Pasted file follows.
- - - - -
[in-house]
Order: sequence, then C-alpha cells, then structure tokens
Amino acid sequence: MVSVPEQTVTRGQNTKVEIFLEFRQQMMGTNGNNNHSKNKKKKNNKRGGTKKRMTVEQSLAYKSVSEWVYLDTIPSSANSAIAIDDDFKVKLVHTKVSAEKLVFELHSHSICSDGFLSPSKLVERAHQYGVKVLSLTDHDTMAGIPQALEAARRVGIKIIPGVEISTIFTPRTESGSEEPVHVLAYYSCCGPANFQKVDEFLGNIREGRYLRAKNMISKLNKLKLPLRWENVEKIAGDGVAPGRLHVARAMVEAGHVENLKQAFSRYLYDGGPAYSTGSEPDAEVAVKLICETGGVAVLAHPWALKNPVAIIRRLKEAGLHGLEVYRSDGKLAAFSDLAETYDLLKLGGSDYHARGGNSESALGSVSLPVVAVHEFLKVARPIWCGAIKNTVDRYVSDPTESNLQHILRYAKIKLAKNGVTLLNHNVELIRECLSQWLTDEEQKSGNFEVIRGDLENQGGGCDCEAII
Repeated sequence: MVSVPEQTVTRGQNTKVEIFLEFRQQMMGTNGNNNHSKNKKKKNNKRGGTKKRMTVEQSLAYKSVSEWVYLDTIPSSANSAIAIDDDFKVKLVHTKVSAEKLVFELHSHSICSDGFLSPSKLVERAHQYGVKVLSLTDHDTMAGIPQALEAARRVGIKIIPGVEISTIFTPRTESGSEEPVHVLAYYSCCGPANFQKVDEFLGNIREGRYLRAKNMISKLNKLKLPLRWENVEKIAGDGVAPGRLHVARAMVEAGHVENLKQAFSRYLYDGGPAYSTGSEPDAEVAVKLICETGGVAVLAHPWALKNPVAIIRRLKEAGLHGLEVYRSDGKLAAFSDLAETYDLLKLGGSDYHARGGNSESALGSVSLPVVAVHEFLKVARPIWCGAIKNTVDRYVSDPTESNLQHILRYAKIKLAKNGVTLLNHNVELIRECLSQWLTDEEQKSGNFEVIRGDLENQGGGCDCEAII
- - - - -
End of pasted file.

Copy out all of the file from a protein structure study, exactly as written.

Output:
[in-house]
Order: sequence, then C-alpha cells, then structure tokens
Amino acid sequence: MVSVPEQTVTRGQNTKVEIFLEFRQQMMGTNGNNNHSKNKKKKNNKRGGTKKRMTVEQSLAYKSVSEWVYLDTIPSSANSAIAIDDDFKVKLVHTKVSAEKLVFELHSHSICSDGFLSPSKLVERAHQYGVKVLSLTDHDTMAGIPQALEAARRVGIKIIPGVEISTIFTPRTESGSEEPVHVLAYYSCCGPANFQKVDEFLGNIREGRYLRAKNMISKLNKLKLPLRWENVEKIAGDGVAPGRLHVARAMVEAGHVENLKQAFSRYLYDGGPAYSTGSEPDAEVAVKLICETGGVAVLAHPWALKNPVAIIRRLKEAGLHGLEVYRSDGKLAAFSDLAETYDLLKLGGSDYHARGGNSESALGSVSLPVVAVHEFLKVARPIWCGAIKNTVDRYVSDPTESNLQHILRYAKIKLAKNGVTLLNHNVELIRECLSQWLTDEEQKSGNFEVIRGDLENQGGGCDCEAII
Repeated sequence: MVSVPEQTVTRGQNTKVEIFLEFRQQMMGTNGNNNHSKNKKKKNNKRGGTKKRMTVEQSLAYKSVSEWVYLDTIPSSANSAIAIDDDFKVKLVHTKVSAEKLVFELHSHSICSDGFLSPSKLVERAHQYGVKVLSLTDHDTMAGIPQALEAARRVGIKIIPGVEISTIFTPRTESGSEEPVHVLAYYSCCGPANFQKVDEFLGNIREGRYLRAKNMISKLNKLKLPLRWENVEKIAGDGVAPGRLHVARAMVEAGHVENLKQAFSRYLYDGGPAYSTGSEPDAEVAVKLICETGGVAVLAHPWALKNPVAIIRRLKEAGLHGLEVYRSDGKLAAFSDLAETYDLLKLGGSDYHARGGNSESALGSVSLPVVAVHEFLKVARPIWCGAIKNTVDRYVSDPTESNLQHILRYAKIKLAKNGVTLLNHNVELIRECLSQWLTDEEQKSGNFEVIRGDLENQGGGCDCEAII